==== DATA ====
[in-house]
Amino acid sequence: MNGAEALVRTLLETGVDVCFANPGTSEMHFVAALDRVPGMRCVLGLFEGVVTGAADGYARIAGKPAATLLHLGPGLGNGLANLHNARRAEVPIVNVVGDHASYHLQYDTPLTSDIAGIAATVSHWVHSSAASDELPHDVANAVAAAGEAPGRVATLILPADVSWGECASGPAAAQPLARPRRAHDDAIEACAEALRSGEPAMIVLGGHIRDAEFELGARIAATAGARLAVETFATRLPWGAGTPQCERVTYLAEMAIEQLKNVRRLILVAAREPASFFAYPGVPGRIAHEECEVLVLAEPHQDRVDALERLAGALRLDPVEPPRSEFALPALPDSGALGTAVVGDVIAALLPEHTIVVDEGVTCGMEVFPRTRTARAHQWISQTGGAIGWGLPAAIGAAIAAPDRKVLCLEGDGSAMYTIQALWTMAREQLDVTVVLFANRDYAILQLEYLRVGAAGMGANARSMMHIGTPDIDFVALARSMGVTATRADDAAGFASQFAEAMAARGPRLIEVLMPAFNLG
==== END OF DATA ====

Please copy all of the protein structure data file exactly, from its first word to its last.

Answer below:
[in-house]
Amino acid sequence: MNGAEALVRTLLETGVDVCFANPGTSEMHFVAALDRVPGMRCVLGLFEGVVTGAADGYARIAGKPAATLLHLGPGLGNGLANLHNARRAEVPIVNVVGDHASYHLQYDTPLTSDIAGIAATVSHWVHSSAASDELPHDVANAVAAAGEAPGRVATLILPADVSWGECASGPAAAQPLARPRRAHDDAIEACAEALRSGEPAMIVLGGHIRDAEFELGARIAATAGARLAVETFATRLPWGAGTPQCERVTYLAEMAIEQLKNVRRLILVAAREPASFFAYPGVPGRIAHEECEVLVLAEPHQDRVDALERLAGALRLDPVEPPRSEFALPALPDSGALGTAVVGDVIAALLPEHTIVVDEGVTCGMEVFPRTRTARAHQWISQTGGAIGWGLPAAIGAAIAAPDRKVLCLEGDGSAMYTIQALWTMAREQLDVTVVLFANRDYAILQLEYLRVGAAGMGANARSMMHIGTPDIDFVALARSMGVTATRADDAAGFASQFAEAMAARGPRLIEVLMPAFNLG